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ERIC Number: ED555702
Record Type: Non-Journal
Publication Date: 2014-May
Pages: 47
Abstractor: As Provided
Reference Count: 44
Limited-Information Goodness-of-Fit Testing of Diagnostic Classification Item Response Theory Models. CRESST Report 840
Hansen, Mark; Cai, Li; Monroe, Scott; Li, Zhen
National Center for Research on Evaluation, Standards, and Student Testing (CRESST)
It is a well-known problem in testing the fit of models to multinomial data that the full underlying contingency table will inevitably be sparse for tests of reasonable length and for realistic sample sizes. Under such conditions, full-information test statistics such as Pearson's X[superscript 2]?? and the likelihood ratio statistic ????G[superscript 2] are poorly calibrated. Limited-information fit statistics, such as the M[subscript 2]???? statistic proposed by Maydeu-Olivares & Joe (2006), have been suggested as possible alternatives to full-information tests in various modeling including item response theory models. In this study, we considered the application of M[subscript 2]???? to the goodness-of-fit testing of diagnostic classification models (e.g., Rupp, Templin, & Henson, 2010). Through a series of simulation studies, we found that M[subscript 2]???? is well calibrated across a range of diagnostic model structures. The sensitivity of the test statistic to detect various types of model misspecification was also examined. M[subscript 2]???? was found to be sensitive to certain misspecifications of the item model (e.g., fitting disjunctive models to data generated according to a conjunctive model), errors in the Q-matrix, and local item dependence due to unmodeled testlet effects. On the other hand, ????M[subscript 2] was largely insensitive to misspecifications in the distribution of higher-order latent dimensions and to the specification of an extraneous attribute. To complement the analyses of overall model goodness-of-fit, we investigated the potential utility of the Chen and Thissen (1997) local dependence statistic ??????X[superscript 2][subscript LD] ?? for characterizing sources of misfit. The ??????X[superscript 2][subscript LD] ?? statistic was found to be slightly conservative (with Type I error rates consistently below the nominal level) but still useful in identifying potential misspecifications. Patterns of local dependence arising due to model misspecifications are illustrated. Finally, we used the M[subscript 2]???? and X[superscript 2][subscript LD] ?????? ?? statistics to evaluate a diagnostic model fit to a data from the Trends in Mathematics and Science Study (TIMSS), drawing upon analyses previously conducted by Lee, Park, and Taylan (2011).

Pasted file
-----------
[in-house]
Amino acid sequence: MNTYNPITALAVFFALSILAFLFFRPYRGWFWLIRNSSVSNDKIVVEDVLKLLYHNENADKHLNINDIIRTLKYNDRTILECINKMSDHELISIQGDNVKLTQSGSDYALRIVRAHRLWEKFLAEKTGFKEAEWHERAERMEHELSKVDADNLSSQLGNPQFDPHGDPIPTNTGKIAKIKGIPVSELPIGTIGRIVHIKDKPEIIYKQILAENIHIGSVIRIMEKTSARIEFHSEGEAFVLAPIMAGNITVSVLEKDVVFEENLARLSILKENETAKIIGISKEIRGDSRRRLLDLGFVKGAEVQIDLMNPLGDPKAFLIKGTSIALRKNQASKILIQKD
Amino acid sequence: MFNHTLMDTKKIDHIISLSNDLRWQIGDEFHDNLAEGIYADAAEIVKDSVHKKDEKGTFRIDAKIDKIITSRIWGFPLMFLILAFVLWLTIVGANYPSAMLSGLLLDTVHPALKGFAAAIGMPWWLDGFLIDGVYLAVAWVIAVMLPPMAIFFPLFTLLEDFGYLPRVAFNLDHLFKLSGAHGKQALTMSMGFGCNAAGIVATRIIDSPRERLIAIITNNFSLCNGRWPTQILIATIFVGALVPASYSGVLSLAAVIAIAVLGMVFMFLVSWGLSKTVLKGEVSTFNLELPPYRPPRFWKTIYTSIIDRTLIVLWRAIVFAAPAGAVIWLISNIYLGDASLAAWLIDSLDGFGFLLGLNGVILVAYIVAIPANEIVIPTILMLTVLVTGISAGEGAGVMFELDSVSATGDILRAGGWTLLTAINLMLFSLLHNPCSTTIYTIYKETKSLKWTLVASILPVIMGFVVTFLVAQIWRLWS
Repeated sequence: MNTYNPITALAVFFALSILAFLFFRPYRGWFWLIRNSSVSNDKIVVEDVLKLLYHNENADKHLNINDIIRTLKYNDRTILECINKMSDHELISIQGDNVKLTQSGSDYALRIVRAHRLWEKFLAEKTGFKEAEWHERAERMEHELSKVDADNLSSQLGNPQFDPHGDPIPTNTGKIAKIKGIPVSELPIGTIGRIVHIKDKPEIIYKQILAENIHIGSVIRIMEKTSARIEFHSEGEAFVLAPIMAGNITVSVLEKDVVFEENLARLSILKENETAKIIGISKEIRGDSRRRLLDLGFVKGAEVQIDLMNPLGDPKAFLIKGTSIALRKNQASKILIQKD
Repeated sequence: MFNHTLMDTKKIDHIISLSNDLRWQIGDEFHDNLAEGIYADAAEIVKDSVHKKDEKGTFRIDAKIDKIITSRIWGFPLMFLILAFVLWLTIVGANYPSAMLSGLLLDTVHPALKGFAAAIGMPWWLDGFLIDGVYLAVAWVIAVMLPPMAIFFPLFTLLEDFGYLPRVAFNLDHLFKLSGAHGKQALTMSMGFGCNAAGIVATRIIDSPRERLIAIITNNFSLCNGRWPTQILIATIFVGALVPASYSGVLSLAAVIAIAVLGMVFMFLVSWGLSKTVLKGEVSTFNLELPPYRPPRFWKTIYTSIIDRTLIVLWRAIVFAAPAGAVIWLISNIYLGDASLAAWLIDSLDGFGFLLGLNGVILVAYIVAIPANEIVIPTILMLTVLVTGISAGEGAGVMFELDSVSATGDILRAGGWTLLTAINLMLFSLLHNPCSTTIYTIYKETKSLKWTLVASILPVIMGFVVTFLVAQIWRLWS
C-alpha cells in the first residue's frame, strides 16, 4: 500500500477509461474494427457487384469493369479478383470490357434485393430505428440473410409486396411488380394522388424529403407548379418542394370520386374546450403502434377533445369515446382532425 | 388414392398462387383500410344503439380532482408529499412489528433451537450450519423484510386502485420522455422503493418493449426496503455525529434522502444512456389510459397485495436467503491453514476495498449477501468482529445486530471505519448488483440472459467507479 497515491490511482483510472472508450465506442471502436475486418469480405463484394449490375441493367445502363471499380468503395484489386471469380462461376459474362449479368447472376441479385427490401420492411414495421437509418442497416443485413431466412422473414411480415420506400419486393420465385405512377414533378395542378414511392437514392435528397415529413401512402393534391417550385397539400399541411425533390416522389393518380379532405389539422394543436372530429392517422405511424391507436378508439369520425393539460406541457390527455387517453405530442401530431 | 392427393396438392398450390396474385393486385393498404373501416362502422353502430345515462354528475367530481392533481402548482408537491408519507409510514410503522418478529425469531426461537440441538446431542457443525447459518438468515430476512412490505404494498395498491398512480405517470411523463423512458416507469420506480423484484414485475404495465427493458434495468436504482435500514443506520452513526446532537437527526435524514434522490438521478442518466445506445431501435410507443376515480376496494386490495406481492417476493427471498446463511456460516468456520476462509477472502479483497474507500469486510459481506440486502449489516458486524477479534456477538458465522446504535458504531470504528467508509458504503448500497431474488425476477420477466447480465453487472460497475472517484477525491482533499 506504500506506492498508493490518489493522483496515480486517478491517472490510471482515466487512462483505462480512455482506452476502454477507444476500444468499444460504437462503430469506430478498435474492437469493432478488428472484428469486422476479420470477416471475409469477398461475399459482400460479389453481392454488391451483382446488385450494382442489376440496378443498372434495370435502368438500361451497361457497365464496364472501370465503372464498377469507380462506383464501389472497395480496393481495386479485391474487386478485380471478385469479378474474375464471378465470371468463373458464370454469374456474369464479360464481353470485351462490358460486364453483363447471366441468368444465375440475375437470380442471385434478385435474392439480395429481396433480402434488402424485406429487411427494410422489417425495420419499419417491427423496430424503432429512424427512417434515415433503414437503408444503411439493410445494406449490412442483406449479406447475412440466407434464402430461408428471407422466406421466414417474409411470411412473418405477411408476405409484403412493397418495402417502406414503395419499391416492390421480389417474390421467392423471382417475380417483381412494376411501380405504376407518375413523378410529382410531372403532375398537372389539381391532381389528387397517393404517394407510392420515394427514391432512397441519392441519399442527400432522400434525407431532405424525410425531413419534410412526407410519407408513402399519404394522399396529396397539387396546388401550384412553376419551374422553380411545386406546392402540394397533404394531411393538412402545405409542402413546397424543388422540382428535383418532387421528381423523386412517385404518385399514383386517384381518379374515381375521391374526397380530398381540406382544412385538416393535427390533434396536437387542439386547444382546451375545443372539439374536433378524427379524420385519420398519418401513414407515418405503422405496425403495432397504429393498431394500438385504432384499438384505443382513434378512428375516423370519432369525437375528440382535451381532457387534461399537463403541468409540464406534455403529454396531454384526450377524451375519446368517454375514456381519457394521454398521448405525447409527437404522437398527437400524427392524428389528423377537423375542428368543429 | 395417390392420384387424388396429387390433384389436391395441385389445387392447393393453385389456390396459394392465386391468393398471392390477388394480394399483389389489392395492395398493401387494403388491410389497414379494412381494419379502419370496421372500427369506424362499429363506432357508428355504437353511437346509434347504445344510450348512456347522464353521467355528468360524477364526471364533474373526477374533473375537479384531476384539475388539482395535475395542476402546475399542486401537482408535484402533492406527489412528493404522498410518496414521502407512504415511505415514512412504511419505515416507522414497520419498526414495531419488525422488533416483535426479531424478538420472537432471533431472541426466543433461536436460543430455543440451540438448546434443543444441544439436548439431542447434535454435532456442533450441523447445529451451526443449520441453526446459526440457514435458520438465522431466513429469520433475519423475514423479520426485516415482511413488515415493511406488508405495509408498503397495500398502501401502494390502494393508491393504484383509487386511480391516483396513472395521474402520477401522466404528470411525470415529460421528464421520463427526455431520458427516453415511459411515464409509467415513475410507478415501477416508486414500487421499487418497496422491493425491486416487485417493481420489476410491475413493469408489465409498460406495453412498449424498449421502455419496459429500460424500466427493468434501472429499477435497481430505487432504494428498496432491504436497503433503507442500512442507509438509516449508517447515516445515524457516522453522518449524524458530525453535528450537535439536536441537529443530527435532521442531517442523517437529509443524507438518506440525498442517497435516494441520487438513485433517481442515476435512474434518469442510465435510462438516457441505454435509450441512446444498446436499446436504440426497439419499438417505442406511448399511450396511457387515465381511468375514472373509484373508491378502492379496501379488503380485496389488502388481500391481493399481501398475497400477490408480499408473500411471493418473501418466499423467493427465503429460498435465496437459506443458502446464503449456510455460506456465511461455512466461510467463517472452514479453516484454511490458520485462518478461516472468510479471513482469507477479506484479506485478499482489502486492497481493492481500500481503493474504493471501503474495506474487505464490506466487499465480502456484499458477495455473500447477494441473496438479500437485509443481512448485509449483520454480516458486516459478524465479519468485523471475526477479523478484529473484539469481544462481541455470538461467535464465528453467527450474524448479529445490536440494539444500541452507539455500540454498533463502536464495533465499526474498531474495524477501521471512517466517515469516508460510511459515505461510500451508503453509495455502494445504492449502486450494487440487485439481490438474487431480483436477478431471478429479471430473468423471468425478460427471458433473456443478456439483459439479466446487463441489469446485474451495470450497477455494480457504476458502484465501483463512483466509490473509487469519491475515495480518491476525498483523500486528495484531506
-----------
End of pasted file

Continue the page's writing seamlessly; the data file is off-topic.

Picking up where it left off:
National Center for Research on Evaluation, Standards, and Student Testing (CRESST). 300 Charles E Young Drive N, GSE&IS Building 3rd Floor, Mailbox 951522, Los Angeles, CA 90095-1522. Tel: 310-206-1532; Fax: 310-825-3883; Web site:
Publication Type: Reports - Research
Education Level: N/A
Audience: N/A
Language: English
Sponsor: National Science Foundation; Institute of Education Sciences (ED); National Institute on Drug Abuse (DHHS/PHS)
Authoring Institution: National Center for Research on Evaluation, Standards, and Student Testing
Identifiers - Assessments and Surveys: Trends in International Mathematics and Science Study
IES Funded: Yes
Grant or Contract Numbers: 1260746; R305B080016; R01DA026943; R01DA030466